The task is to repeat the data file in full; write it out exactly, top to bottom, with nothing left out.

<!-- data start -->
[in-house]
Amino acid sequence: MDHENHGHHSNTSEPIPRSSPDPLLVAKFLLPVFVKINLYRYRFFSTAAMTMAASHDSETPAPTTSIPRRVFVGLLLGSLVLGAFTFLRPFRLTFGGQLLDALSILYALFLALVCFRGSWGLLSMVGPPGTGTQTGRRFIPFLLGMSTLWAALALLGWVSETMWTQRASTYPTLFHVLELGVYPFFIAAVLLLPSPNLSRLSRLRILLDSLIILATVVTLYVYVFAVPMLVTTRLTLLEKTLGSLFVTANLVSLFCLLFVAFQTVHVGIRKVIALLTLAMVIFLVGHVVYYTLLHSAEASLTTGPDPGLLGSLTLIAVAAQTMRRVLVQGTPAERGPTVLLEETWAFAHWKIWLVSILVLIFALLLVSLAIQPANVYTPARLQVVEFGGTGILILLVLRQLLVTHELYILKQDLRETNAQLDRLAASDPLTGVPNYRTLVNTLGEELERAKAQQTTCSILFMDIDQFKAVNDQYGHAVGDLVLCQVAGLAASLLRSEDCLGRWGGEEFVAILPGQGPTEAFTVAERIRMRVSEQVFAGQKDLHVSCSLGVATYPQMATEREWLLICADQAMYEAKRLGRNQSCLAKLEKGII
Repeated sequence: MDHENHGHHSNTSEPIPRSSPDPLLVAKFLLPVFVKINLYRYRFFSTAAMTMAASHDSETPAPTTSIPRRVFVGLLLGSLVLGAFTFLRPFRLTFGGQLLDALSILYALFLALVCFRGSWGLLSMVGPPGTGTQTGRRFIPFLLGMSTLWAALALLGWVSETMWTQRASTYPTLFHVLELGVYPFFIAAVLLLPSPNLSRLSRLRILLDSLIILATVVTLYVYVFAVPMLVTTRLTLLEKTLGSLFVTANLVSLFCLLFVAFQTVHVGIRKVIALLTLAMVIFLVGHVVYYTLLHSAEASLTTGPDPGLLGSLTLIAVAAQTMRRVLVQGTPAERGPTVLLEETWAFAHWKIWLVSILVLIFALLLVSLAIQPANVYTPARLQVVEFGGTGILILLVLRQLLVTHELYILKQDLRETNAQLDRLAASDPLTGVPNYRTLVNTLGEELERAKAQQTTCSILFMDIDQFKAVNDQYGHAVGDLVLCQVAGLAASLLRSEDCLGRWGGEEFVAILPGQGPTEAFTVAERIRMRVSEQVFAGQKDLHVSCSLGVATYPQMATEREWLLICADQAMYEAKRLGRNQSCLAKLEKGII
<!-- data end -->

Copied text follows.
[in-house]
Amino acid sequence: MDHENHGHHSNTSEPIPRSSPDPLLVAKFLLPVFVKINLYRYRFFSTAAMTMAASHDSETPAPTTSIPRRVFVGLLLGSLVLGAFTFLRPFRLTFGGQLLDALSILYALFLALVCFRGSWGLLSMVGPPGTGTQTGRRFIPFLLGMSTLWAALALLGWVSETMWTQRASTYPTLFHVLELGVYPFFIAAVLLLPSPNLSRLSRLRILLDSLIILATVVTLYVYVFAVPMLVTTRLTLLEKTLGSLFVTANLVSLFCLLFVAFQTVHVGIRKVIALLTLAMVIFLVGHVVYYTLLHSAEASLTTGPDPGLLGSLTLIAVAAQTMRRVLVQGTPAERGPTVLLEETWAFAHWKIWLVSILVLIFALLLVSLAIQPANVYTPARLQVVEFGGTGILILLVLRQLLVTHELYILKQDLRETNAQLDRLAASDPLTGVPNYRTLVNTLGEELERAKAQQTTCSILFMDIDQFKAVNDQYGHAVGDLVLCQVAGLAASLLRSEDCLGRWGGEEFVAILPGQGPTEAFTVAERIRMRVSEQVFAGQKDLHVSCSLGVATYPQMATEREWLLICADQAMYEAKRLGRNQSCLAKLEKGII
Repeated sequence: MDHENHGHHSNTSEPIPRSSPDPLLVAKFLLPVFVKINLYRYRFFSTAAMTMAASHDSETPAPTTSIPRRVFVGLLLGSLVLGAFTFLRPFRLTFGGQLLDALSILYALFLALVCFRGSWGLLSMVGPPGTGTQTGRRFIPFLLGMSTLWAALALLGWVSETMWTQRASTYPTLFHVLELGVYPFFIAAVLLLPSPNLSRLSRLRILLDSLIILATVVTLYVYVFAVPMLVTTRLTLLEKTLGSLFVTANLVSLFCLLFVAFQTVHVGIRKVIALLTLAMVIFLVGHVVYYTLLHSAEASLTTGPDPGLLGSLTLIAVAAQTMRRVLVQGTPAERGPTVLLEETWAFAHWKIWLVSILVLIFALLLVSLAIQPANVYTPARLQVVEFGGTGILILLVLRQLLVTHELYILKQDLRETNAQLDRLAASDPLTGVPNYRTLVNTLGEELERAKAQQTTCSILFMDIDQFKAVNDQYGHAVGDLVLCQVAGLAASLLRSEDCLGRWGGEEFVAILPGQGPTEAFTVAERIRMRVSEQVFAGQKDLHVSCSLGVATYPQMATEREWLLICADQAMYEAKRLGRNQSCLAKLEKGII